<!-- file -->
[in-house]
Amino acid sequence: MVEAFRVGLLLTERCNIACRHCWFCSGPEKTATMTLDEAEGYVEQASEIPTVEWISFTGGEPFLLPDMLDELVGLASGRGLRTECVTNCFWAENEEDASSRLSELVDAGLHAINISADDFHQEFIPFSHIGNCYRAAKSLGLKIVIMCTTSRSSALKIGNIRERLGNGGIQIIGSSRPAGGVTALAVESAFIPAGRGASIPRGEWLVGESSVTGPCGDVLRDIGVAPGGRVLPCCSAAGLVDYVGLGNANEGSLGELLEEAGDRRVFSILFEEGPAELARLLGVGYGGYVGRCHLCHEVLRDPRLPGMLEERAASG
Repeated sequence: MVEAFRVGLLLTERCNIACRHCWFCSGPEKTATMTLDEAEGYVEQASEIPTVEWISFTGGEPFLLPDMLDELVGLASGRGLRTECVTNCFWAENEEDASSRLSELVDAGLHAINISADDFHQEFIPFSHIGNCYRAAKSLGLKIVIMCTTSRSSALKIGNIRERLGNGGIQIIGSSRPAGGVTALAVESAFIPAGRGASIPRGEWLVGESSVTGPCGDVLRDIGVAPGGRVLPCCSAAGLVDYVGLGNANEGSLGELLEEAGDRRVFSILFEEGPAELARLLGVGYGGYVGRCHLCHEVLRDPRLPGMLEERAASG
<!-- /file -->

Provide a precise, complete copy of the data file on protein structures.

[in-house]
Amino acid sequence: MVEAFRVGLLLTERCNIACRHCWFCSGPEKTATMTLDEAEGYVEQASEIPTVEWISFTGGEPFLLPDMLDELVGLASGRGLRTECVTNCFWAENEEDASSRLSELVDAGLHAINISADDFHQEFIPFSHIGNCYRAAKSLGLKIVIMCTTSRSSALKIGNIRERLGNGGIQIIGSSRPAGGVTALAVESAFIPAGRGASIPRGEWLVGESSVTGPCGDVLRDIGVAPGGRVLPCCSAAGLVDYVGLGNANEGSLGELLEEAGDRRVFSILFEEGPAELARLLGVGYGGYVGRCHLCHEVLRDPRLPGMLEERAASG
Repeated sequence: MVEAFRVGLLLTERCNIACRHCWFCSGPEKTATMTLDEAEGYVEQASEIPTVEWISFTGGEPFLLPDMLDELVGLASGRGLRTECVTNCFWAENEEDASSRLSELVDAGLHAINISADDFHQEFIPFSHIGNCYRAAKSLGLKIVIMCTTSRSSALKIGNIRERLGNGGIQIIGSSRPAGGVTALAVESAFIPAGRGASIPRGEWLVGESSVTGPCGDVLRDIGVAPGGRVLPCCSAAGLVDYVGLGNANEGSLGELLEEAGDRRVFSILFEEGPAELARLLGVGYGGYVGRCHLCHEVLRDPRLPGMLEERAASG